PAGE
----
Academic journal article Journal of Business Administration

The Impact of the Free Trade Agreement on the U.S. Forestry Sector: A General Equilibrium Analysis

Academic journal article Journal of Business Administration

The Impact of the Free Trade Agreement on the U.S. Forestry Sector: A General Equilibrium Analysis

Article excerpt

INTRODUCTION

On 1 January 1989, a U.S./Canadian bilateral |free trade' agreement (FTA) became effective. This historic pact will phase out most of the tariff barriers between the United States and Canada over the next ten years and will liberalize quantitative restrictions in a number of specific cases. Although the trade in forest products accounts for a relatively small component of total U.S.-Canadian trade and, on average, receivers relatively low levels of tariff protection, the FTA will nonetheless have a measurable impact on the forest products industry and timber producers in the United States. The impact of the FTA on the forestry sector will be manifest directly through lower tariff protection and corollary product demand responses as well as indirectly through general equilibrium linkages that the forestry sector has with other segments of the general economy.

This paper specifically assesses the impact of the FTA on the forest products and timber industries in the United States. The paper employs a computable general equilibrium of the U.S. economy, which captures both direct, sector-specific and indirect impacts of the FTA on the forestry sector.(1)

BACKGROUND

The U.S./Canadian FTA was negotiated against the backdrop of a rapid expansion in the bilateral trade between the United States and Canada. The value of U.S./Canadian trade increased by close to 50 per cent between 1980 and 1986. The trade in forest products increased by some 40 per cent over the same period but remained a relatively small component of the total value of trade, between 4 per cent and 6 per cent of the total (Table 1). The growth in trade between the United States and Canada has coincided with a worsening overall trade balance for the United States and a depreciation in the Canadian exchange rate relative to the U.S. dollar. The U.S. trade deficit in forest products in 1986 was $2.8 billion out of a total forest products trade of approximately $3.9 billion.

                         TABLE 1
    U.S. trade with Canada (million of U.S. dollars)
Year             Total trade   Forest products   (% total)
1980:
  U.S. exports     41,581             431          (1.0)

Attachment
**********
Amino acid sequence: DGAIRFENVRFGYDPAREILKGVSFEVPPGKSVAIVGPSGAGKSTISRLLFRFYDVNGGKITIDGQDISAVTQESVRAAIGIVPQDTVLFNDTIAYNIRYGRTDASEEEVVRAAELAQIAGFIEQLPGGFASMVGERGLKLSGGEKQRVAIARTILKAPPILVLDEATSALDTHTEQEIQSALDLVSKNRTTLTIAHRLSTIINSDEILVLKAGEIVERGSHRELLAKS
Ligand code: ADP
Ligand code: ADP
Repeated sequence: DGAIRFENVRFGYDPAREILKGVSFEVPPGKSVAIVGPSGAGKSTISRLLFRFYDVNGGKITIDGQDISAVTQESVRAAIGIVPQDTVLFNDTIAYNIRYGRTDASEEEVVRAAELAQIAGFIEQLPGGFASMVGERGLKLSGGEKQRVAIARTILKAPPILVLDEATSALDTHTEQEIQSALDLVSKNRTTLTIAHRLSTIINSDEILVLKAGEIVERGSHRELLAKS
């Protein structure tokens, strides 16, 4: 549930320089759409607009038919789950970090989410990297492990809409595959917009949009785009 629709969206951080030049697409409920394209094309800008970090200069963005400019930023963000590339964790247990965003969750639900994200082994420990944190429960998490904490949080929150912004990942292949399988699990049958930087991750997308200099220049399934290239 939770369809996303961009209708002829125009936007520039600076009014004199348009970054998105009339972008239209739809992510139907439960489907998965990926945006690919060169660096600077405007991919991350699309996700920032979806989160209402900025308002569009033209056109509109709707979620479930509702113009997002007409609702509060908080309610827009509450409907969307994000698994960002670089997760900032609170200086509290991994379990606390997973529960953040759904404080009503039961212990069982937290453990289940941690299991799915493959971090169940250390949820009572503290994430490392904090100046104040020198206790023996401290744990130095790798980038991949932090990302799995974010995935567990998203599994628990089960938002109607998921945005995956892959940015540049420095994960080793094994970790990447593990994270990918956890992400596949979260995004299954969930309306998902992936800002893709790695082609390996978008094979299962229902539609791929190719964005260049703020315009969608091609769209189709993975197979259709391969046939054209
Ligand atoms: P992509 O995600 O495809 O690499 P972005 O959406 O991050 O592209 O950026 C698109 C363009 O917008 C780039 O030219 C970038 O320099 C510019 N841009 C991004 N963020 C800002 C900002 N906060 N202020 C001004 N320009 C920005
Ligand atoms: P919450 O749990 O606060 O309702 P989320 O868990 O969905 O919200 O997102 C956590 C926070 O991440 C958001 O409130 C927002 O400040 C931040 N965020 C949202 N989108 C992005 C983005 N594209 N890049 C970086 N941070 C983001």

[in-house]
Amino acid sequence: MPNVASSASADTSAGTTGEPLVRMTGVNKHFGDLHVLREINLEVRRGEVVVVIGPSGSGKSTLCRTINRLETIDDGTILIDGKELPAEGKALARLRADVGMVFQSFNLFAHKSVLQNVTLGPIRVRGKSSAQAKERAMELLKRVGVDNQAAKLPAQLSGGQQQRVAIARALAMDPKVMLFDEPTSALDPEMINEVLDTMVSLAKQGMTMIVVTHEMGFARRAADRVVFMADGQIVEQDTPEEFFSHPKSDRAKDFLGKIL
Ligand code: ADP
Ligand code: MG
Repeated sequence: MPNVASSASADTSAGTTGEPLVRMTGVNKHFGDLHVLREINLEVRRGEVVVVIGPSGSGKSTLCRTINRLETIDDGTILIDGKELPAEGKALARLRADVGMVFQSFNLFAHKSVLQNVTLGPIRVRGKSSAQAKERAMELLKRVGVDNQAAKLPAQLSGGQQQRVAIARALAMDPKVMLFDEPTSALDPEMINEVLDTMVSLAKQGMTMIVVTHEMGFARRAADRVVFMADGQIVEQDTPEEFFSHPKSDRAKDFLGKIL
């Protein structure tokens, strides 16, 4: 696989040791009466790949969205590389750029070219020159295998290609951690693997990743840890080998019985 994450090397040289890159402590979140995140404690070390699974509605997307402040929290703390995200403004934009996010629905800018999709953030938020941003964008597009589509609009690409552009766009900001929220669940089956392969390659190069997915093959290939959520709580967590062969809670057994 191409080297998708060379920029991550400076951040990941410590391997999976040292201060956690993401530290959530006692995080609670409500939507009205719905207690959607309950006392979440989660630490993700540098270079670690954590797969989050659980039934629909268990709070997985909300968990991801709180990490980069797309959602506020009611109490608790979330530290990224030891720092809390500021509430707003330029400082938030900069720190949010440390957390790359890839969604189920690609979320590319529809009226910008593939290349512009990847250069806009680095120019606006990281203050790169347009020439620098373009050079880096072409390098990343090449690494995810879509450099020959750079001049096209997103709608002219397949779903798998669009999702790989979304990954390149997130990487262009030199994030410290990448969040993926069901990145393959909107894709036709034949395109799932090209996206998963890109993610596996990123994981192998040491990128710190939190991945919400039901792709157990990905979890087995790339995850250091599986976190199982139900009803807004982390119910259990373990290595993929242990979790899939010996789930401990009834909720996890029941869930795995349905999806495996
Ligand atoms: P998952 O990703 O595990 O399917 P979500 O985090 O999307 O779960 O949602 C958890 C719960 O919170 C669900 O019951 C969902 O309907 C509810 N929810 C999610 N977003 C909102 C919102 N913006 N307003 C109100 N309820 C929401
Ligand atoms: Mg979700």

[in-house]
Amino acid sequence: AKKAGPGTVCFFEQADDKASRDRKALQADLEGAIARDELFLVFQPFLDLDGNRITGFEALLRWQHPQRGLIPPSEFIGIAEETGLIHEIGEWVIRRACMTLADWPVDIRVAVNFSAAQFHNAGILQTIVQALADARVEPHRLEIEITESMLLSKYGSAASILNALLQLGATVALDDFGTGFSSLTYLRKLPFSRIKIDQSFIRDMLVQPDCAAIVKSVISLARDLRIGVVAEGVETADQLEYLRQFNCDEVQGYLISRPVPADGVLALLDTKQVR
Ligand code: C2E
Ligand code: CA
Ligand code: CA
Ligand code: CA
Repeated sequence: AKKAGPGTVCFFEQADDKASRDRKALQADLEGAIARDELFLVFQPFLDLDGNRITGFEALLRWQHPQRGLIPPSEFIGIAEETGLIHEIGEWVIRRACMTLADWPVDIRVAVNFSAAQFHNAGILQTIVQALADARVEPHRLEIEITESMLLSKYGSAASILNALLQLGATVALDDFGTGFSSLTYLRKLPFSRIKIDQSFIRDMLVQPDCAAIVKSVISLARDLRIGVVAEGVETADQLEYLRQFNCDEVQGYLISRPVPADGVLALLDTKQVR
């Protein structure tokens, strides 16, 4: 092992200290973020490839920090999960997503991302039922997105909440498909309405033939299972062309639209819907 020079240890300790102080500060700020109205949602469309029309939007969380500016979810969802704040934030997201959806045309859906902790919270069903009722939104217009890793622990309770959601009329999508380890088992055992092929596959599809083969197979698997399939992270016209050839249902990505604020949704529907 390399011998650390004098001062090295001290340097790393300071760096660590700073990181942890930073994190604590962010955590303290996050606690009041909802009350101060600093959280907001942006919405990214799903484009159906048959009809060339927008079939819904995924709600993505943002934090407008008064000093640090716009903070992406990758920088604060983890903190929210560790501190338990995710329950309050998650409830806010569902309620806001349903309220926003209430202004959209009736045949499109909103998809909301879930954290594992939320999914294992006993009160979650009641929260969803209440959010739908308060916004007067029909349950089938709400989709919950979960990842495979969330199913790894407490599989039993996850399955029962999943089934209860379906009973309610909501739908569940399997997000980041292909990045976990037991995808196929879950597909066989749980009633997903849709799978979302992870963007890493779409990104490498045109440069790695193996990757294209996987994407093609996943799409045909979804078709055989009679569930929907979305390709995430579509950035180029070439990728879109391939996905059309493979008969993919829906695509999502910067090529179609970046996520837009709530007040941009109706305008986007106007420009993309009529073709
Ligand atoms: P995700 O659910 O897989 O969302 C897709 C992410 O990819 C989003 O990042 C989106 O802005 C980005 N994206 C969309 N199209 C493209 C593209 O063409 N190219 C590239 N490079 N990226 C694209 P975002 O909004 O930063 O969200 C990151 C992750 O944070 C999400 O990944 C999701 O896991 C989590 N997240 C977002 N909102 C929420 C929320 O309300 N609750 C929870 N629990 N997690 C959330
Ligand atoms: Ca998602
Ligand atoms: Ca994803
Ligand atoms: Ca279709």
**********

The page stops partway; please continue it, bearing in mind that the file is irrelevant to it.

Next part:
U.S. imports     40,874           2,282          (5.6)
1981:
  U.S. exports     45,469             492          (1.1)
  U.S. imports     45,776           2,218          (4.8)
1982:
  U.S. exports     38,833             333          (0.9)
  U.S. imports     46,329           2,050          (4.4)
1983:
  U.S. exports     43,897             481          (1.1)
  U.S. imports     51,982           3,118          (5.9)
1984:
  U.S. exports     52,903             497          (0.9)
  U.S. imports     66,343           3,374          (5.1)
1985:
  U.S. exports     54,505             496          (0.9)
  U.S. imports     68,884           3,544          (5.1)
1986:
  U.S. exports     55,633             557          (1.0)
  U.S. imports     68,163           3,351          (4.9)
SOURCE: Normile and Goodloe (1988)

Due at least in part to the trade imbalance, the bilateral trade relationship between Canada and the United States has suffered a number of recent conflicts. In the forest products sector, Section 201 of the U.S. Trade Act was invoked in 1986 to impose a U.S. tariff of 35 per cent on red cedar shingles and shakes imported from Canada. Softwood lumber, as is well known, has also been the subject of controversy. After simmering as a political issue for a number of years, the U.S. initiated a countervail action against Canadian lumber of 15 per cent in October of 1986.(2) This was followed by a retaliatory trade action by the Canadians in the form of a 67 per cent ad valorem tax on corn imported from the United States. This sequence of actions, in turn, stimulated negotiations between the two countries which led to a Memorandum of Understanding (MOU), in which the Canadians agreed to a 15 per cent markup on the price of exported lumber, in the form of an export tax, as a substitute for the U. …

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